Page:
Since I’ve talked about schemas in a past blog post about analyzing GitHub changes in real-time, I’m only going to quickly go over the table definition file here, which connects to a Kafka topic for real-time Wikipedia changes that are joined by a page’s multiple categories.


Here we can see how the real-time table is connected to Kafka, with the topic name “wiki-recent-change”, which I have configured as the output sink in the reactive Spring Boot application.


Surfacing real-time news in Wikipedia

One of the reasons why I chose to create this application was to see if it was possible to surface real-time news from Wikipedia using Pinot. When looking at the granularity of change events at a high-level, without being able to query by category, it was determined that the noise was just too glaring to infer any kind of real-time news. After decorating the change events with their categories, it became much easier to see how the world, as described by Wikipedia, was changing in real-time.


In the screenshot above, you’ll find a word cloud of the most frequently changing categories that were measured over the course of a few hours. Wikipedia editors have a culture of creating categories based on article importance to a particular subject. For instance, what I found really compelling was that each of these categories could be queried to determine what was going on with deeper detail.


Here I am using Apache Superset to query results directly from Apache Pinot. In this query I am wondering why there were so many changes to the category, “Low-importance pulmonology articles”. The results came back with a collection of talk pages, which host discussions for Wikipedia users to debate changes to the page. The patterns started to emerge that it was indeed possible to get a view of both regional and world breaking news using Pinot.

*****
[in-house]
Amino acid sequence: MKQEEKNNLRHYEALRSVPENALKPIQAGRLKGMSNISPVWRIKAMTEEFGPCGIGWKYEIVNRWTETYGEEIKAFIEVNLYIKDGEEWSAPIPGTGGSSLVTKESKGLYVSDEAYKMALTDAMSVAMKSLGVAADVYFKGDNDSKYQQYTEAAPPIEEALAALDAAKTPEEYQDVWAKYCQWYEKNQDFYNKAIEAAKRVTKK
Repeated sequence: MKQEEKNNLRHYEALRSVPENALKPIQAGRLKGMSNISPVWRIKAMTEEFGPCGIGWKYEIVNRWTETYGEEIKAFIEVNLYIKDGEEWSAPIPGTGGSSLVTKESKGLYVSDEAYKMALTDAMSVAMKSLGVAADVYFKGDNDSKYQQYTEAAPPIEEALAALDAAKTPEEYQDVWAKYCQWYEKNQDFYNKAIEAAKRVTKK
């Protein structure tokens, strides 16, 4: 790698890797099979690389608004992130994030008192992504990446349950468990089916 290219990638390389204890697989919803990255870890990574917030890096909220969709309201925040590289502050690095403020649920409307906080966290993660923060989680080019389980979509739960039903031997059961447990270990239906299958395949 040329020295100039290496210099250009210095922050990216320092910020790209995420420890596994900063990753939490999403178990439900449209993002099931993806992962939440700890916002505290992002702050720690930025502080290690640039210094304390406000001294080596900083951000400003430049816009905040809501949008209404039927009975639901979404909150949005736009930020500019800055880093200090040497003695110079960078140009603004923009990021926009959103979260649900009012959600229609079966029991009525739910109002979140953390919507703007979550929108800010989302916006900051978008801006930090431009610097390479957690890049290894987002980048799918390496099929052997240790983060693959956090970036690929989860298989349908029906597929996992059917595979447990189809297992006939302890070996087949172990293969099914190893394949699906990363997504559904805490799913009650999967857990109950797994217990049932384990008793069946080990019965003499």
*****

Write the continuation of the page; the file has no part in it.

In another query, I wanted to see why there were so many changes being made to high-importance China-related articles. It became clear that all these recent changes to important articles had some kind of relation to discussions on talk pages about the early timeline of the COVID-19 outbreak in China. To get a better view of what is happening inside a particular talk page, you can visit the page and see the comments that are being made. For example, take a look at Talk:COVID-19 Pandemic.

A piece of recent news that I was already aware of from the mainstream media was the COVID-19 related death of Roy Horn from Siegfried and Roy. I decided to run a SQL query to fetch all of the recent changes to articles related to the top-level category “Deaths”. The results did end up returning back top-edits related to “Siegfried and Roy”.


In addition to being able to explore real-time breaking news, you can use Apache Superset and Pinot to create real-time dashboards showing how changes are happening on Wikipedia over time.

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For more information about running Apache Superset together with Pinot, check out this blog post.


In this blog post I showed you how to create a real-time change feed from Wikipedia that can be used to analyze and surface breaking news using Apache Pinot. We also walked through how to create a reactive event decoration job that forks Wikipedia change events into a new Apache Kafka topic that joins together changes with their article categories. This example application is exciting, and has many possibilities to be improved upon in the future.

Special thanks

A very special thanks to the Apache Pinot authors and committers that helped me create the example application in this blog post. My thanks goes out to Xiang Fu, Kishore Gopalakrishna, Alex Pucher, Neha Pawar, and Siddharth Teotia.